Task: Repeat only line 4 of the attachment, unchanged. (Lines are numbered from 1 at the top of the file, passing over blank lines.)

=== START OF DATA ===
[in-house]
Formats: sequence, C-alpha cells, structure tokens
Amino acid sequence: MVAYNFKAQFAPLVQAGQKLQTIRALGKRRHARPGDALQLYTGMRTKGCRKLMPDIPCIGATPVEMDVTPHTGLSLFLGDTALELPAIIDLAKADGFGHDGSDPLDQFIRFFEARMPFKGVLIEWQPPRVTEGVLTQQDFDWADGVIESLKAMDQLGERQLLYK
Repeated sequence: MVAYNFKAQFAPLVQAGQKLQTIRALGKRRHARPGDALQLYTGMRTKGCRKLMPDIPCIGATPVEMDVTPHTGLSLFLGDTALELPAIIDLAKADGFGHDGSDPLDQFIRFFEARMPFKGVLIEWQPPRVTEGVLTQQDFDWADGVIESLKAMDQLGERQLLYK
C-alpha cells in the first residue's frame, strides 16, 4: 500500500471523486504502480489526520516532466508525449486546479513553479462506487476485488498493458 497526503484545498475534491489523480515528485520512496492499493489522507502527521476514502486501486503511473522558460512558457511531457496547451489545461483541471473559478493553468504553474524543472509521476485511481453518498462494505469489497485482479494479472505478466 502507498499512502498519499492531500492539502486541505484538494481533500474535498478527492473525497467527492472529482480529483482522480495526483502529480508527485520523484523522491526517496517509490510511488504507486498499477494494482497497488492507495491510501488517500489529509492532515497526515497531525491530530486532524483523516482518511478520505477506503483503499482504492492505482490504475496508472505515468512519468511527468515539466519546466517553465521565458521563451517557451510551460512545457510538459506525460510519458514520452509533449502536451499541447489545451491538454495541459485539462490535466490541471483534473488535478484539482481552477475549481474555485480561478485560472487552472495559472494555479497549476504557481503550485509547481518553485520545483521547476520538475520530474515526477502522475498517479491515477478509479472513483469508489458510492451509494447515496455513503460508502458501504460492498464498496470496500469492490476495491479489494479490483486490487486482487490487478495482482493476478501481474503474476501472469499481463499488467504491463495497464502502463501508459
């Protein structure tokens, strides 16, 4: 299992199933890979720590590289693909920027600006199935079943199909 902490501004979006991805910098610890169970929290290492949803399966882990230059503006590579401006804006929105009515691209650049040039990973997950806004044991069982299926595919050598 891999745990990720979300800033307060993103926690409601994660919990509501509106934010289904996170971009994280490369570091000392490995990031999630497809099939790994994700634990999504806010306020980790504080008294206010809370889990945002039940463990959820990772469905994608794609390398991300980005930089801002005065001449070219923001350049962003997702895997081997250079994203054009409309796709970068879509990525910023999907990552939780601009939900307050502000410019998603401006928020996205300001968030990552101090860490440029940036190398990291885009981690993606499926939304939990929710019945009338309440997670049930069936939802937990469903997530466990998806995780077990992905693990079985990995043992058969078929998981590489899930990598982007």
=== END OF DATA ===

Repeated sequence: MVAYNFKAQFAPLVQAGQKLQTIRALGKRRHARPGDALQLYTGMRTKGCRKLMPDIPCIGATPVEMDVTPHTGLSLFLGDTALELPAIIDLAKADGFGHDGSDPLDQFIRFFEARMPFKGVLIEWQPPRVTEGVLTQQDFDWADGVIESLKAMDQLGERQLLYK